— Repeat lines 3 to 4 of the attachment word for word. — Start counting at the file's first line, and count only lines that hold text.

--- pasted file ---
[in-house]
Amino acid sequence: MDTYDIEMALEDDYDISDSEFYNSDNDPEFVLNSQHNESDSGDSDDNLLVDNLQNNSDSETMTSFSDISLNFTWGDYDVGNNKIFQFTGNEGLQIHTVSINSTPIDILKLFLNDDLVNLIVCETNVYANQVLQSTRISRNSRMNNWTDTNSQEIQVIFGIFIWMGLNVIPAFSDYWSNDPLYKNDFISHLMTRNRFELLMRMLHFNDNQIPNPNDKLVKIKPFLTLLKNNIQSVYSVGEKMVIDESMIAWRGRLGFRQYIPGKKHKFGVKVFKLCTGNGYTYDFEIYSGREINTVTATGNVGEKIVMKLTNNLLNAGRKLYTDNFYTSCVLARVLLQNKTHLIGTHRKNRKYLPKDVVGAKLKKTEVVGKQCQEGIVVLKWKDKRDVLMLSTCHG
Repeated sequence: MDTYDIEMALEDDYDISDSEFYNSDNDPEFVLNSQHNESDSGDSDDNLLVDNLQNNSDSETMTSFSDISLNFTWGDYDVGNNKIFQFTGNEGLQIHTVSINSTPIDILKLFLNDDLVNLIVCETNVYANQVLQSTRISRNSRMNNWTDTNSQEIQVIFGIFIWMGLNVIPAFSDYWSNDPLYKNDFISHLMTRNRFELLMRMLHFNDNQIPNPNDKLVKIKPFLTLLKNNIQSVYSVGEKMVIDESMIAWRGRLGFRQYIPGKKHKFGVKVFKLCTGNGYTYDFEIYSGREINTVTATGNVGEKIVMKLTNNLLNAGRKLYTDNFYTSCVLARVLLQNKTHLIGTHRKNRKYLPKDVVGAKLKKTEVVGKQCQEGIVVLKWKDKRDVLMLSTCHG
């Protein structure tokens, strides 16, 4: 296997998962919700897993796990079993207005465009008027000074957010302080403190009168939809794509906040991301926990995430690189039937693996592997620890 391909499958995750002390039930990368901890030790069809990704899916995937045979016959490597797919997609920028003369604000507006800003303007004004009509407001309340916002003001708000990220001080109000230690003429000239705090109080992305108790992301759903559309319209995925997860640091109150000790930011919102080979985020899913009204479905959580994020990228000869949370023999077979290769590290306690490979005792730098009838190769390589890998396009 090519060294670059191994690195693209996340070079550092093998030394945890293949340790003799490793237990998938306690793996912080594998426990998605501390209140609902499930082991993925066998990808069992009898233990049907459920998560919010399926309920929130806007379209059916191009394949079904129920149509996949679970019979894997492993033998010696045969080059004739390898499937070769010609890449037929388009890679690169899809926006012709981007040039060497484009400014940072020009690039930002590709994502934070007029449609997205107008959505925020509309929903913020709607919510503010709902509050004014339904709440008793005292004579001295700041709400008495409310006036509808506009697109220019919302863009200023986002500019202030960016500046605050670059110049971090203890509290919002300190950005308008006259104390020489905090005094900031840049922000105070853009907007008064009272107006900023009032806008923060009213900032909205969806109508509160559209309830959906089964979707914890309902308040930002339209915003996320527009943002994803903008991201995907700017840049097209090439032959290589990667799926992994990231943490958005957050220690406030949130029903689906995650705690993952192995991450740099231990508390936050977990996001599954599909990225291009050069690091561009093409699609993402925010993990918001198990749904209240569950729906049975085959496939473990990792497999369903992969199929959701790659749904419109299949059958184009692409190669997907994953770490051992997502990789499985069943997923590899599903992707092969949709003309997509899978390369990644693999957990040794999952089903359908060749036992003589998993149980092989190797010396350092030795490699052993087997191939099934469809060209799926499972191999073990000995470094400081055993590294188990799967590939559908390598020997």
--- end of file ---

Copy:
Repeated sequence: MDTYDIEMALEDDYDISDSEFYNSDNDPEFVLNSQHNESDSGDSDDNLLVDNLQNNSDSETMTSFSDISLNFTWGDYDVGNNKIFQFTGNEGLQIHTVSINSTPIDILKLFLNDDLVNLIVCETNVYANQVLQSTRISRNSRMNNWTDTNSQEIQVIFGIFIWMGLNVIPAFSDYWSNDPLYKNDFISHLMTRNRFELLMRMLHFNDNQIPNPNDKLVKIKPFLTLLKNNIQSVYSVGEKMVIDESMIAWRGRLGFRQYIPGKKHKFGVKVFKLCTGNGYTYDFEIYSGREINTVTATGNVGEKIVMKLTNNLLNAGRKLYTDNFYTSCVLARVLLQNKTHLIGTHRKNRKYLPKDVVGAKLKKTEVVGKQCQEGIVVLKWKDKRDVLMLSTCHG
């Protein structure tokens, strides 16, 4: 296997998962919700897993796990079993207005465009008027000074957010302080403190009168939809794509906040991301926990995430690189039937693996592997620890 391909499958995750002390039930990368901890030790069809990704899916995937045979016959490597797919997609920028003369604000507006800003303007004004009509407001309340916002003001708000990220001080109000230690003429000239705090109080992305108790992301759903559309319209995925997860640091109150000790930011919102080979985020899913009204479905959580994020990228000869949370023999077979290769590290306690490979005792730098009838190769390589890998396009 090519060294670059191994690195693209996340070079550092093998030394945890293949340790003799490793237990998938306690793996912080594998426990998605501390209140609902499930082991993925066998990808069992009898233990049907459920998560919010399926309920929130806007379209059916191009394949079904129920149509996949679970019979894997492993033998010696045969080059004739390898499937070769010609890449037929388009890679690169899809926006012709981007040039060497484009400014940072020009690039930002590709994502934070007029449609997205107008959505925020509309929903913020709607919510503010709902509050004014339904709440008793005292004579001295700041709400008495409310006036509808506009697109220019919302863009200023986002500019202030960016500046605050670059110049971090203890509290919002300190950005308008006259104390020489905090005094900031840049922000105070853009907007008064009272107006900023009032806008923060009213900032909205969806109508509160559209309830959906089964979707914890309902308040930002339209915003996320527009943002994803903008991201995907700017840049097209090439032959290589990667799926992994990231943490958005957050220690406030949130029903689906995650705690993952192995991450740099231990508390936050977990996001599954599909990225291009050069690091561009093409699609993402925010993990918001198990749904209240569950729906049975085959496939473990990792497999369903992969199929959701790659749904419109299949059958184009692409190669997907994953770490051992997502990789499985069943997923590899599903992707092969949709003309997509899978390369990644693999957990040794999952089903359908060749036992003589998993149980092989190797010396350092030795490699052993087997191939099934469809060209799926499972191999073990000995470094400081055993590294188990799967590939559908390598020997």